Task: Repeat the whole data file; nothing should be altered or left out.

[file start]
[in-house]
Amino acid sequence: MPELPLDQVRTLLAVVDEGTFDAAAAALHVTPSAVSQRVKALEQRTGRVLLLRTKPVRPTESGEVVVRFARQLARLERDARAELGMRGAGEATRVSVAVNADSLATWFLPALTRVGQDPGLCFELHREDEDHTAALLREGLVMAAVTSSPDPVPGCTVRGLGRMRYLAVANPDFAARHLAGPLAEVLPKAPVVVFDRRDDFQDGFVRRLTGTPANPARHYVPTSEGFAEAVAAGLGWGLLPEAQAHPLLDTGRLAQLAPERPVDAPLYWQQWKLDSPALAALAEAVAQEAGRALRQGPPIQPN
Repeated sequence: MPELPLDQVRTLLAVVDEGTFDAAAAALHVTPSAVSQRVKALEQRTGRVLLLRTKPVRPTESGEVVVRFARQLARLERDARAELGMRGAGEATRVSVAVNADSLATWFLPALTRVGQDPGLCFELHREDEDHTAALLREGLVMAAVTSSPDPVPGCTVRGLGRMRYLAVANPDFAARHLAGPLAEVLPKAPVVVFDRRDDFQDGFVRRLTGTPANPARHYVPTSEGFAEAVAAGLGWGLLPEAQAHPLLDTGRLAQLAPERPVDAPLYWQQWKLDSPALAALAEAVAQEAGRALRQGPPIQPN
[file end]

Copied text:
[in-house]
Amino acid sequence: MPELPLDQVRTLLAVVDEGTFDAAAAALHVTPSAVSQRVKALEQRTGRVLLLRTKPVRPTESGEVVVRFARQLARLERDARAELGMRGAGEATRVSVAVNADSLATWFLPALTRVGQDPGLCFELHREDEDHTAALLREGLVMAAVTSSPDPVPGCTVRGLGRMRYLAVANPDFAARHLAGPLAEVLPKAPVVVFDRRDDFQDGFVRRLTGTPANPARHYVPTSEGFAEAVAAGLGWGLLPEAQAHPLLDTGRLAQLAPERPVDAPLYWQQWKLDSPALAALAEAVAQEAGRALRQGPPIQPN
Repeated sequence: MPELPLDQVRTLLAVVDEGTFDAAAAALHVTPSAVSQRVKALEQRTGRVLLLRTKPVRPTESGEVVVRFARQLARLERDARAELGMRGAGEATRVSVAVNADSLATWFLPALTRVGQDPGLCFELHREDEDHTAALLREGLVMAAVTSSPDPVPGCTVRGLGRMRYLAVANPDFAARHLAGPLAEVLPKAPVVVFDRRDDFQDGFVRRLTGTPANPARHYVPTSEGFAEAVAAGLGWGLLPEAQAHPLLDTGRLAQLAPERPVDAPLYWQQWKLDSPALAALAEAVAQEAGRALRQGPPIQPN